Understanding the disturbance of human recreation on wildlife using multiple dynamic agents within an IBM framework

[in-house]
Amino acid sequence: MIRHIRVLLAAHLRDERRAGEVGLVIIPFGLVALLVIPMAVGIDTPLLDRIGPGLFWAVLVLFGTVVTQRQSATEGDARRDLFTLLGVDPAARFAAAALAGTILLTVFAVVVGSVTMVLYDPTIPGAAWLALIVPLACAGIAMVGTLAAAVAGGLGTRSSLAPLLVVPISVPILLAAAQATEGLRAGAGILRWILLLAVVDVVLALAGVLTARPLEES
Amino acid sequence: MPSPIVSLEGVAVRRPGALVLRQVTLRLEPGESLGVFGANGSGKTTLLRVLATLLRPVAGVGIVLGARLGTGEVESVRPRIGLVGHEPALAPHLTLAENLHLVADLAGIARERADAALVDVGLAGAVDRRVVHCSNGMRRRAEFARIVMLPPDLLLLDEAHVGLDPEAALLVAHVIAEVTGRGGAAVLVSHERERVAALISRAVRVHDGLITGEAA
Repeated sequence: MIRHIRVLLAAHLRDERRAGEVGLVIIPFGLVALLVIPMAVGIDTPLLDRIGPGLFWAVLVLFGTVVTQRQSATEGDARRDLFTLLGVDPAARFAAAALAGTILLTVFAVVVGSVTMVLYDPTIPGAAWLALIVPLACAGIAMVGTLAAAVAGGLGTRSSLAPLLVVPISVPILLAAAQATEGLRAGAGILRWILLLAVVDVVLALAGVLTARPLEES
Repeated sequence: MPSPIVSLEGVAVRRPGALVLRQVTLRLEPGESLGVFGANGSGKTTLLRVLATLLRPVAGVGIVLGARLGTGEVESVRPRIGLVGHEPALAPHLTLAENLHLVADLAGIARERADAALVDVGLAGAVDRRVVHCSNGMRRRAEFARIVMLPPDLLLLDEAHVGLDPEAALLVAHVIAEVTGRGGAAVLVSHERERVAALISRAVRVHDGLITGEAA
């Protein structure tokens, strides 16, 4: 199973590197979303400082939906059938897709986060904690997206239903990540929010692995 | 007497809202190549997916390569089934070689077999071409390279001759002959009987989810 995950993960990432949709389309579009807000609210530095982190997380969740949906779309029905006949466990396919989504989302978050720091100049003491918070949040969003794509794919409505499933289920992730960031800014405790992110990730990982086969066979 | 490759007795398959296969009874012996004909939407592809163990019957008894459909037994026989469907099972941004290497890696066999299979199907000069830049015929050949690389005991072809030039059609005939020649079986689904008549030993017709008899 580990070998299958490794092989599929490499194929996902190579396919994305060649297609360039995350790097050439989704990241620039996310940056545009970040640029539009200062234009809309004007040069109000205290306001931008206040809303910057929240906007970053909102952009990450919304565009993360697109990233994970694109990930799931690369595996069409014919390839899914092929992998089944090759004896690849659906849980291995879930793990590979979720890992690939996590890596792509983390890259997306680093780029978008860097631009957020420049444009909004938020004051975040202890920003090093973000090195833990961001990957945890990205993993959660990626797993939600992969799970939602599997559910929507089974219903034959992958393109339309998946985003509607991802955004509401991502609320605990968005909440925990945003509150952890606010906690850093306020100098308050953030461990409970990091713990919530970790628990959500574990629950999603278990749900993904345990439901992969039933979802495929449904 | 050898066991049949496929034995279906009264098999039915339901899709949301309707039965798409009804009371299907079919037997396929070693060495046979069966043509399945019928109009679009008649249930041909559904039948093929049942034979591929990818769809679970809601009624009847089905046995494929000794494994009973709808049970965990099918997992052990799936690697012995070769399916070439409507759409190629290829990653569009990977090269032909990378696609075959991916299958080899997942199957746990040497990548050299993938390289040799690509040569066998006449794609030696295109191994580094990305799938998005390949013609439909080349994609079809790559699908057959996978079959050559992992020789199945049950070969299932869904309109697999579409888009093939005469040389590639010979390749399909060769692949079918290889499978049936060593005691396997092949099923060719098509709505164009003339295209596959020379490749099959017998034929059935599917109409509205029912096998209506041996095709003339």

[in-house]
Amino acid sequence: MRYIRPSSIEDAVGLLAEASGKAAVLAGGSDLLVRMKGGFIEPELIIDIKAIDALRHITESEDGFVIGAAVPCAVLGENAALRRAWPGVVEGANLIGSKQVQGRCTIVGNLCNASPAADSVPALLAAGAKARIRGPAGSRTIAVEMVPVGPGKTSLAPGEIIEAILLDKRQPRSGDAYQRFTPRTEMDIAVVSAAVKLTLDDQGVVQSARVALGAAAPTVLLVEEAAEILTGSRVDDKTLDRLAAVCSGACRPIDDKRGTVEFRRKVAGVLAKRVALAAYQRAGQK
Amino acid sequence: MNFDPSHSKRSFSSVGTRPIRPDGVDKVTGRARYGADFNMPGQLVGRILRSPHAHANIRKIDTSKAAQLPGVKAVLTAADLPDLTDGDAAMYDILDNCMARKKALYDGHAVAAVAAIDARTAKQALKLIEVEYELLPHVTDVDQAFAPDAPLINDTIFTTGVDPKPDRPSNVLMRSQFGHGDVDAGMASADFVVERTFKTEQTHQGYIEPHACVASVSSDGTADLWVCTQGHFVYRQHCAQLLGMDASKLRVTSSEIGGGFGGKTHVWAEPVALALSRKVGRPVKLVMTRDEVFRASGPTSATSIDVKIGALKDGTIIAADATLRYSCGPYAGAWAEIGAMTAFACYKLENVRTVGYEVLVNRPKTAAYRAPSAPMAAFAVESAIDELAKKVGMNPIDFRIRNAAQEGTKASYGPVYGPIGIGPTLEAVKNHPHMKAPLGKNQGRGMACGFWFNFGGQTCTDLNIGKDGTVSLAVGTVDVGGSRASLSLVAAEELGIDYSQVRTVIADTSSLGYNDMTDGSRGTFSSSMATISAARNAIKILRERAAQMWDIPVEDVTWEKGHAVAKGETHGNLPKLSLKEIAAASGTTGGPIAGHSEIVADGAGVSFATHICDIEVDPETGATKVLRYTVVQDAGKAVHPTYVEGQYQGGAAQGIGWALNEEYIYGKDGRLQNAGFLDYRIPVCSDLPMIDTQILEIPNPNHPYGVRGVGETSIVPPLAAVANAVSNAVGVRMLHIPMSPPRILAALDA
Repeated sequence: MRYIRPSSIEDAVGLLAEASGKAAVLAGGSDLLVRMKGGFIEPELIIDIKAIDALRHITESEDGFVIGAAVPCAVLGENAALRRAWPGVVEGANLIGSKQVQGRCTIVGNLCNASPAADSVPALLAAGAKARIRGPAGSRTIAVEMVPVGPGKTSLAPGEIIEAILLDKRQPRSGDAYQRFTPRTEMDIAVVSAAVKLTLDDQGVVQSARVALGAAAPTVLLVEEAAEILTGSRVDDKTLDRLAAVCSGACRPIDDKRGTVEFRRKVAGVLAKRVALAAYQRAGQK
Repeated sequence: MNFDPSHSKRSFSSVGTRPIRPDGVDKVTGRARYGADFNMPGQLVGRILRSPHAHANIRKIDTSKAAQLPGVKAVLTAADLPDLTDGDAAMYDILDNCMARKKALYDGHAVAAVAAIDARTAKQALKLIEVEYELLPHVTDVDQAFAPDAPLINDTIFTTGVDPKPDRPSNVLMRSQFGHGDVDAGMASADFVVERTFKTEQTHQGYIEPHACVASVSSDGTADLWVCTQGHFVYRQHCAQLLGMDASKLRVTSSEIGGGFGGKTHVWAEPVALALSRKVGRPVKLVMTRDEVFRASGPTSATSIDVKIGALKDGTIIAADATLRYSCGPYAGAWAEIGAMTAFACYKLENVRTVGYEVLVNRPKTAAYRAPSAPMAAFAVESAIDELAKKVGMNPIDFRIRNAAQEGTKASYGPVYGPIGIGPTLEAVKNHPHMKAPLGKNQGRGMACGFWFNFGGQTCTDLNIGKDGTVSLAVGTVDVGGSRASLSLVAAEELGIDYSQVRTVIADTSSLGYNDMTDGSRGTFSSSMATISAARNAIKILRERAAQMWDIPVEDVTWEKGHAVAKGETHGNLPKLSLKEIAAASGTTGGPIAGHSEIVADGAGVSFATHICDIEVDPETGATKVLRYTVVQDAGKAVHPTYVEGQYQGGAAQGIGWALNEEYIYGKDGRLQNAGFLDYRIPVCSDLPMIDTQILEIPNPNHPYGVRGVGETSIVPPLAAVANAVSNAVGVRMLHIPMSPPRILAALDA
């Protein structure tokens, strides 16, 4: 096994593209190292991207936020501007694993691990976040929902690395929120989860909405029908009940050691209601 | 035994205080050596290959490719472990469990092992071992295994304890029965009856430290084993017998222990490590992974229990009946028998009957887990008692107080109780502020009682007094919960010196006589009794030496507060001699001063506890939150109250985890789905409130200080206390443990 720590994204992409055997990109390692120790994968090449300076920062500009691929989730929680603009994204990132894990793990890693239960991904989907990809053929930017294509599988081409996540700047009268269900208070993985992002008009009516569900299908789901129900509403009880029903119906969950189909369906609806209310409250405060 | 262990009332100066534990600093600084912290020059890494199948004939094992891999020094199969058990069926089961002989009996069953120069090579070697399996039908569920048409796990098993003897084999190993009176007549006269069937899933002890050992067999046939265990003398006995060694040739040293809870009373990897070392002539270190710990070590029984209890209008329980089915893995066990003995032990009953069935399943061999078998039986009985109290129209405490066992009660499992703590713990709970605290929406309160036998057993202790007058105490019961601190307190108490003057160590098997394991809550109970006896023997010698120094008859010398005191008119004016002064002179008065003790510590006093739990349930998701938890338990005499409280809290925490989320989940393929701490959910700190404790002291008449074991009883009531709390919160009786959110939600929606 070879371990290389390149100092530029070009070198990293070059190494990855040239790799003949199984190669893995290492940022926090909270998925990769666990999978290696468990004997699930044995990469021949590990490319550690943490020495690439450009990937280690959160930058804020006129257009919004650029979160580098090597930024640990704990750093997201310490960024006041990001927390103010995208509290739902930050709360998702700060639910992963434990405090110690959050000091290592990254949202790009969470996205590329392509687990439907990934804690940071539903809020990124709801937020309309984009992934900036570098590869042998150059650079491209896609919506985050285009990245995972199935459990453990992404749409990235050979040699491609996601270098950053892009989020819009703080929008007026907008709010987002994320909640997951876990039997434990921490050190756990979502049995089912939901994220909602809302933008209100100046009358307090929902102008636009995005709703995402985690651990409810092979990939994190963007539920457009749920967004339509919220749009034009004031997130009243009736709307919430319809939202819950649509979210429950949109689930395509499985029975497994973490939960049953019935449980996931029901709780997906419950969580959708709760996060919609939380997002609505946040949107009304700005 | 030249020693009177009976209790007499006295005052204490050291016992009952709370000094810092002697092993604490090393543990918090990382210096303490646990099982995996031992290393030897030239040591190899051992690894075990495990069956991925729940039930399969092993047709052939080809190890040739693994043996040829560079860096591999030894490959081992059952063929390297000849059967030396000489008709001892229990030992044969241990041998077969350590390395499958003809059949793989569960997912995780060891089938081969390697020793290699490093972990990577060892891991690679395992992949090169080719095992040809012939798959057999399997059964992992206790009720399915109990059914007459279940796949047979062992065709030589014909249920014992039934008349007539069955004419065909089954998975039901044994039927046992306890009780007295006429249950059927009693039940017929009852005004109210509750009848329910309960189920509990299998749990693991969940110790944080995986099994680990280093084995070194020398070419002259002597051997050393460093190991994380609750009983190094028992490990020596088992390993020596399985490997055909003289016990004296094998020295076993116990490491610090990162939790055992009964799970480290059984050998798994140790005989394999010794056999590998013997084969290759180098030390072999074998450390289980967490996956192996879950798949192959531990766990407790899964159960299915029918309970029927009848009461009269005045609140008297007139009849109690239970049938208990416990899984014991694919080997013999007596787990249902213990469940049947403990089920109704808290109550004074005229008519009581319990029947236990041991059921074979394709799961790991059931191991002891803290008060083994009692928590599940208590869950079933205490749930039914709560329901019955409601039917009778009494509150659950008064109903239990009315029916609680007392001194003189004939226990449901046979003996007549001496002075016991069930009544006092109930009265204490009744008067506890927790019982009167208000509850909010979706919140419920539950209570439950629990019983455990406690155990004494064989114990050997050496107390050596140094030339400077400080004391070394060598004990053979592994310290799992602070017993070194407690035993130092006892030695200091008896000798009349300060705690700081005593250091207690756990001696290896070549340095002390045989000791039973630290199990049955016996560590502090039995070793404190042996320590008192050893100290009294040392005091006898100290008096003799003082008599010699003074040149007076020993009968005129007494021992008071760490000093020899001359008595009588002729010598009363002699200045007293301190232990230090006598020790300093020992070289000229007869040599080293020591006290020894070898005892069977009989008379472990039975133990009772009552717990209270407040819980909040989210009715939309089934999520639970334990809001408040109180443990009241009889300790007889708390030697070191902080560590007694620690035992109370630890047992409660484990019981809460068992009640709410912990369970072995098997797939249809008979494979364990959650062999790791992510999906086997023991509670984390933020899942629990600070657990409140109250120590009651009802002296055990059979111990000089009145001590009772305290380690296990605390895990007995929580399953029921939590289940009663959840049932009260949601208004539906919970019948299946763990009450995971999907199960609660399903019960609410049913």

As the need for outdoor recreation grows, the profound impact of recreational activities upon wildlife is a major concern. For example, the presence of humans may increase risk-averse behavior by wildlife, restricting access to essential resources, and reducing foraging, thereby negatively impacting breeding. Ultimately, the impacts that recreationists have on wildlife include directly or indirectly altering population structure and community composition. Unfortunately, understanding the impacts of recreating humans upon wildlife is a complex challenge that is dependent upon wildlife species and human activity types. Our understanding of human-wildlife relationships can be improved by combining results from empirical studies with simulation models to extrapolate mechanisms to a broader range of circumstances and investigate their implications. Accordingly, we developed an ABM modeling framework, that enables both dynamic virtual human and wildlife agents to change their actions. These changes are based upon their state as a consequence of their interactions with their environment and other virtual agents. A unique aspect of the framework we developed is the explicit simulation of both wildlife and human agent behavior as emergent rather than imposed. We use this framework to model the disturbance of birds, in the Lawrence Creek Forest Unit (LCFU) of Fort Harrison State Park, IN, by human recreation. We parameterize the model with human recreation data collected through an intercept survey of recreationists at the park and bird data from published studies. We compare our modeling framework to a more traditional model type where human behavior is imposed while wildlife behavior is emergent. Our results indicate that the frequency of humans entering the park influences the rates of disturbance of birds more than model types. Examining simulation behavior within our new framework, the utility and off-trail options had the most influence across all scenarios. These comparisons illustrate that the use of a modeling framework that allows managers to explore factors altering wildlife disturbance rates. Despite the marginal influence of model type upon our results, our research elucidates the value of a model that allows emergent behavior for multiple agent types. The emergent human and wildlife responses of simulated interacting agents provides new insight when managing these relationships.